(i)The prior probability of having marker m color in an image: this is the ratio of the marker-colored pixels in the training set to the total number of pixels of whole training images.(ii)The prior probability of the occurrence of each color in an image: this is computed as the ratio of the number of occurrences of each color c to the total number of image points in the training set.(iii)The conditional probability of a marker being color c: this is defined as the ratio of the number of occurrences of a color c within the marker-colored areas to the number of marker-colored image points in the training set.
By employing Bayes’ rule, the probability of a color c being a marker color can be computed by using
This equation determines the probability of a certain image pixel being marker-colored using a lookup table indexed with the pixel’s color. The resultant probability map thresholds are then set to be threshold and threshold , where all pixels with probability are considered as being marker colored—these pixels constitute seeds of potential marker-colored blobs—and image pixels with probabilities where are the neighbors of marker-colored image pixels being recursively added to each color blob. The rationale behind this region growing operation is that an image pixel with relatively low probability of being marker colored should be considered as a neighbor of an image pixel with high probability of being marker colored. The values for and should be determined by test experiments (we use 0.5 and 0.15, resp., in the experiment in this paper). A standard connected component labelling algorithm is then responsible for assigning different labels to the image pixels of different blobs. Size filtering on the derived connected components is also performed to eliminate small isolated blobs that are attributed to noise and do not correspond to interesting marker-colored regions. Each of the remaining connected components corresponds to a marker-colored blob.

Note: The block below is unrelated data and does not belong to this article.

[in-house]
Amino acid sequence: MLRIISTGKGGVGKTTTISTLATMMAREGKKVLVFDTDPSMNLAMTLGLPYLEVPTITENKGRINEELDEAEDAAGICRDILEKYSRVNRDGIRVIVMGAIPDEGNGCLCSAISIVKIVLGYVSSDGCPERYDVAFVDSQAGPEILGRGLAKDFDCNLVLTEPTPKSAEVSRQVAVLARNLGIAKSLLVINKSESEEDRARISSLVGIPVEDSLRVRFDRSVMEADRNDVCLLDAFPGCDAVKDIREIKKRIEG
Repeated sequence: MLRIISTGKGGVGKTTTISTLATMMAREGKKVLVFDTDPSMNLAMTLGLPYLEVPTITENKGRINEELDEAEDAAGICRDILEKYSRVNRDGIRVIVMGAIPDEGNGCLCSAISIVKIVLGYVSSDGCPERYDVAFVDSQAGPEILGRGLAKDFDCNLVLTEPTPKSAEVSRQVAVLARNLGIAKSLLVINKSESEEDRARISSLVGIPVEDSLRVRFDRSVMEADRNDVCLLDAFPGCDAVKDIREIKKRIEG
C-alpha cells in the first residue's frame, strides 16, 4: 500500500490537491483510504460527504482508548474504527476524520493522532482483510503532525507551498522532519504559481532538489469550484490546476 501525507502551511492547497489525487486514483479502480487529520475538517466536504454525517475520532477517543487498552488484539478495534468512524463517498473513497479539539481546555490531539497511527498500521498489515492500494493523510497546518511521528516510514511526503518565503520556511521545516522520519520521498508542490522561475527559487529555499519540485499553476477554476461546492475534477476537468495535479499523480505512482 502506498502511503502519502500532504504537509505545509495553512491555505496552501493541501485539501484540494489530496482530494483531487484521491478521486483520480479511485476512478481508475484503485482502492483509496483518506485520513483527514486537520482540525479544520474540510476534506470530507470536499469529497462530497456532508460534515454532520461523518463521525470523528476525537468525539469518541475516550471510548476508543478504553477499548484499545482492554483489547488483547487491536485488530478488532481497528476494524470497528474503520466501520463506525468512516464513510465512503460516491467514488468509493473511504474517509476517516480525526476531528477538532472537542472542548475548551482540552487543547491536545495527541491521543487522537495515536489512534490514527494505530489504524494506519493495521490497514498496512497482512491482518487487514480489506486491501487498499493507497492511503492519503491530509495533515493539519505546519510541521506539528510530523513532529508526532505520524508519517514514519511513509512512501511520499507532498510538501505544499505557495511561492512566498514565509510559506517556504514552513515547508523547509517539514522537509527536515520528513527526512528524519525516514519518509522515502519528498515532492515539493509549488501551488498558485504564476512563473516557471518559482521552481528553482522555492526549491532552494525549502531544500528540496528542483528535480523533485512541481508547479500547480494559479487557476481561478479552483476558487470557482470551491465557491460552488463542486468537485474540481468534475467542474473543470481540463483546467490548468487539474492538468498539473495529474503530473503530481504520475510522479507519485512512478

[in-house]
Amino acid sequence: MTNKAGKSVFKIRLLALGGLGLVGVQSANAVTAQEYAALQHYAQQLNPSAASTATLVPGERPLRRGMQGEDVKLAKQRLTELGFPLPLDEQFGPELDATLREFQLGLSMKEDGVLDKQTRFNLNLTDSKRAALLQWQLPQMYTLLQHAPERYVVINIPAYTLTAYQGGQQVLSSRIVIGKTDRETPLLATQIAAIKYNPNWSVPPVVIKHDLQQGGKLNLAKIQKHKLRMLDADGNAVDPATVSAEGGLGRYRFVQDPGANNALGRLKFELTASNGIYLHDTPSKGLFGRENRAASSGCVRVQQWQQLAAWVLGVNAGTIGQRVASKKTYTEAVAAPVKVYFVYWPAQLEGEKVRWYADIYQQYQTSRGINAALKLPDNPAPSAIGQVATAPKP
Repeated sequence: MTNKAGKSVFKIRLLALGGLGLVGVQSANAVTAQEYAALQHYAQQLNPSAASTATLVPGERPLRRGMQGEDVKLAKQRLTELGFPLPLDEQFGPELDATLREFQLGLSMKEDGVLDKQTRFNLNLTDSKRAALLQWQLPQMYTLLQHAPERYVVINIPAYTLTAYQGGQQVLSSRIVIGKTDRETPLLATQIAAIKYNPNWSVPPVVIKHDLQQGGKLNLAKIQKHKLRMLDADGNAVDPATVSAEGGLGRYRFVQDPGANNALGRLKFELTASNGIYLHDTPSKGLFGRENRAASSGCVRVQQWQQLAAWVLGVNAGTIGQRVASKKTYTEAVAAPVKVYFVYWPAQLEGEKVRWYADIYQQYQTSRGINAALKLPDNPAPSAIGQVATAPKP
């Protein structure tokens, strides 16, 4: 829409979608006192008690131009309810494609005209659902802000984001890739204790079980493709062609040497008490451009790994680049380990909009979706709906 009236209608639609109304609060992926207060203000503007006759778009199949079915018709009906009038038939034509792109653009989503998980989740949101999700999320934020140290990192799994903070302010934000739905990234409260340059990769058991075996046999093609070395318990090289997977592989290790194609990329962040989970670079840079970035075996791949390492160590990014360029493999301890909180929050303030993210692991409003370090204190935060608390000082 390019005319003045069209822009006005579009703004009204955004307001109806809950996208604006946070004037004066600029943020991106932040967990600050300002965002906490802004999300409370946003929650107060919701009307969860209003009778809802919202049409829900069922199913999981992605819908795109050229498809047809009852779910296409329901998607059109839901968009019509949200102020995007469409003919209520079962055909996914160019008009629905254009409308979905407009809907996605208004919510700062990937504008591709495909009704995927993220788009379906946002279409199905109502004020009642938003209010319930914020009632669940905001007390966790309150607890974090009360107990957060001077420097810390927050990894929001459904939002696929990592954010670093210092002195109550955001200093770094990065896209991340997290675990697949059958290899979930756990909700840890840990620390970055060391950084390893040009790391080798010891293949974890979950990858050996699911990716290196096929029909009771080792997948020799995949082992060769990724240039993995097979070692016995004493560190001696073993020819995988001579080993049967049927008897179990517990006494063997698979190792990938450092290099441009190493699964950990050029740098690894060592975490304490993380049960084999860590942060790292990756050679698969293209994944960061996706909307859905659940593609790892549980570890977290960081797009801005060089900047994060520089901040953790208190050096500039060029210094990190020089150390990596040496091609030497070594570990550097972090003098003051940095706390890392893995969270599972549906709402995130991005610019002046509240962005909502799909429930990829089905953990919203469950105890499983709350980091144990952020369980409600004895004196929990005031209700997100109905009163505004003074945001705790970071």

4.2.2. Adaptive Learning
The success of the marker-color detection depends crucially on whether or not the illumination conditions during the online operation of the detector are similar to those during the acquisition of the training data set. Despite the fact that using the UV color representation model has certain illumination independent characteristics, the marker-color detector may produce poor results if the illumination conditions during online operation are considerably different to those used in the training set. Thus, a means for adapting the representation of marker-colored image pixels according to the recent history of detected colored pixels is required. To solve this problem, marker-color detection maintains two sets of prior probabilities. The first set consists of that have been computed offline from the training set. The second is made up of corresponding to that the system gathers during the most recent frames, respectively. Obviously, the second set better reflects the “recent” appearance of marker-colored objects and is therefore better adapted to the current illumination conditions. Marker-color detection is then performed based on the following weighted moving average formula: where is a sensitivity parameter that controls the influence of the training set in the detection process, represents the adapted probability of a color c being a marker color, and and are both given by (2) but involve prior probabilities that have been computed from the whole training set [for ] and from the detection results in the last W frames [for ]. In our implementation, we set and .
Thus, the finger markers-color probabilities can be determined adaptively. By using online adaptation of finger markers-color probabilities, the classifier is able to easily cope with considerable illumination changes and also a dynamic background (e.g., moving guitar neck).
4.3. 3D Finger Markers Tracking
Particle filtering  is a useful tool to track objects in a clutter, with the advantages of performing automatic track initialization and recovering from tracking failures. In this paper, we apply particle filters to compute and track the 3D position of finger markers in the guitar coordinate system (the 3D information is used to help determine whether fingers are pressing a guitar string or not). The finger markers can then be automatically tracked, and the tracking can be recovered from the failures.